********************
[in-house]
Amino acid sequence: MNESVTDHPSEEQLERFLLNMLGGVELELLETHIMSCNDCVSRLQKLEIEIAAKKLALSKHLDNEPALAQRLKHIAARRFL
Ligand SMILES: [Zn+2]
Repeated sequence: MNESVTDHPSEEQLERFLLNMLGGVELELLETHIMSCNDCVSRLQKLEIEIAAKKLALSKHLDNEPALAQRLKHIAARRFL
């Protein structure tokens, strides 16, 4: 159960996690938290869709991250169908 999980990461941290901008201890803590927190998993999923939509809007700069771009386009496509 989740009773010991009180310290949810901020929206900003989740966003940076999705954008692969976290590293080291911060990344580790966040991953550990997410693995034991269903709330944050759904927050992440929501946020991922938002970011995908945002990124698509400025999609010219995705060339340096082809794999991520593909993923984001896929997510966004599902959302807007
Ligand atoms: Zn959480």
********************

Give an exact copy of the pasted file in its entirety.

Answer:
[in-house]
Amino acid sequence: MNESVTDHPSEEQLERFLLNMLGGVELELLETHIMSCNDCVSRLQKLEIEIAAKKLALSKHLDNEPALAQRLKHIAARRFL
Ligand SMILES: [Zn+2]
Repeated sequence: MNESVTDHPSEEQLERFLLNMLGGVELELLETHIMSCNDCVSRLQKLEIEIAAKKLALSKHLDNEPALAQRLKHIAARRFL
């Protein structure tokens, strides 16, 4: 159960996690938290869709991250169908 999980990461941290901008201890803590927190998993999923939509809007700069771009386009496509 989740009773010991009180310290949810901020929206900003989740966003940076999705954008692969976290590293080291911060990344580790966040991953550990997410693995034991269903709330944050759904927050992440929501946020991922938002970011995908945002990124698509400025999609010219995705060339340096082809794999991520593909993923984001896929997510966004599902959302807007
Ligand atoms: Zn959480």